‘I Cry Every Day’: Olympians Blast Conditions at Beijing’s Quarantine Hotels

Winter Olympic athletes who tested positive for COVID-19 are having enough of Beijing’s quarantine hotels. “My stomach hurts, I’m very pale and I have huge black circles around my eyes. I want all this to end. I cry every day. I’m very tired,” said Russian biathlon competitor Valeria Vasnetsova on Instagram from one of the hotels. A picture she posted on Feb. 3 showed a tray of plain pasta, orange sauce, charred meat on a bone, a few potatoes, and no greens. That had been her “breakfast, lunch, and dinner for five days,” she said. Vasnetsova said she was starving because it was “impossible” to eat much of the food, and she was surviving on a few bites of the pasta. “Today I ate all the fat they serve instead of meat because I was very hungry,” she said, adding that she was losing so much weight that her “bones are already sticking out.” Vasnetsova, the Russian athlete, also believed that other athletes were getting worse fare. She shared a photo of food served to her team doctor living two floors below who also tested positive. The meals consisted of fresh fruit, a salad, and prawns with broccoli. “I honestly don’t understand, why is there this attitude to us, the athletes?!” she said. Vasnetsova was far from the only one complaining. Unpalatable food or the sheer scarcity of it, along with hygiene and others issues have made Beijing’s Olympic quarantine hotels the target of criticism. More than 350 Olympic participants have tested positive since Jan. 23 upon arriving at China’s capital. To get out of quarantine, athletes need to be symptom-free and present two negative tests 24 hours apart. When Eric Frenzel, a Nordic combined skier who has won three Olympic gold medals, headed into an isolation room after testing positive on Friday, his team quickly found the conditions there to be “unacceptable.” Cleanliness, the quality of food, and WiFi conditions all need immediate improvement, Germany’s team chief Dirk Schimmelpfennig told reporters on the following day. He added that the team has been in “intensive talks” with the International Olympic Committee (IOC) and Beijing Olympic organizers. People wearing personal protective equipment (PPE), designed to prevent the spread of the coronavirus disease (COVID-19), stand inside Beijing Capital International Airport ahead of the Beijing 2022 Winter Olympics in Beijing, China, on Jan. 31, 2022. (Phil Noble/Reuters) “The hotel room is unacceptable, so we will have to find a way to change this,” said Schimmelpfennig from the Olympic Village in Zhangjiakou city of Hebei Province. “These hotels were not shown to us in advance and we have the situation that the athletes rightly ask for improvement,” Schimmelpfennig said. The public attention has worked in the athletes’ favor. After Belgian skeleton star Kim Meylemans’s tearful social media video about being transported to a second quarantine location when she thought she was getting released, the IOC intervened, and she was given a room to self-isolate inside the Beijing Olympic Village. Belgian skeleton athlete Kim Meylemans pictured at the departure of athletes of Team Belgium to the Beijing 2022 Winter Olympic Games at the Brussels Airport in Zaventem on Jan. 29, 2022. (Laurie Dieffembacq/Belga Mag/AFP via Getty Images) Meylemans on Thursday said she feels “safe” after getting back to the village. “It seems like the video and especially also the efforts of my Olympic committee have really paid off,” she said in an Instagram video. Meal conditions for Vasnetsova appeared to have improved as well, according to the spokesperson for her team, Sergei Averyanov. Two days after her complaints, Averyanov posted a picture showing salmon, cucumbers, sausages, and yogurt for Vasnetsova. Vasnetsova “is already smiling, and that’s the main thing,” he wrote in a social media post. The Associated Press contributed to this report. China Reporter Follow Eva Fu is a New York-based writer for The Epoch Times focusing on U.S.-China relations, religious freedom, and human rights. Contact Eva at [email protected]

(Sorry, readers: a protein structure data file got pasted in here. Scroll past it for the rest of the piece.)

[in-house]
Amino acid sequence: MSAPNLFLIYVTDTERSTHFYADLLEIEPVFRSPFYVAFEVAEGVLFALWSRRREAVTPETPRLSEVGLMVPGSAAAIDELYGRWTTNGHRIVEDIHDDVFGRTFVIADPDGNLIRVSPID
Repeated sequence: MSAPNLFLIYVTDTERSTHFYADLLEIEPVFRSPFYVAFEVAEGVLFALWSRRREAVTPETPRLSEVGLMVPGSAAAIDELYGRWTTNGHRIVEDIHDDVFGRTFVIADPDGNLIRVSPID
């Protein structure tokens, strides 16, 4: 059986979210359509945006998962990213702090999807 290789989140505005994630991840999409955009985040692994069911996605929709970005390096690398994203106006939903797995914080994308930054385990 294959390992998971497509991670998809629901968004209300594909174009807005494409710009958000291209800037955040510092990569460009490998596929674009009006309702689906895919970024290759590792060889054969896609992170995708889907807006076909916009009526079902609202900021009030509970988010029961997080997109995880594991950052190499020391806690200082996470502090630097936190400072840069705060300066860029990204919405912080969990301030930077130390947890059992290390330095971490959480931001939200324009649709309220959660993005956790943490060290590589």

‘I Cry Every Day’: Olympians Blast Conditions at Beijing’s Quarantine Hotels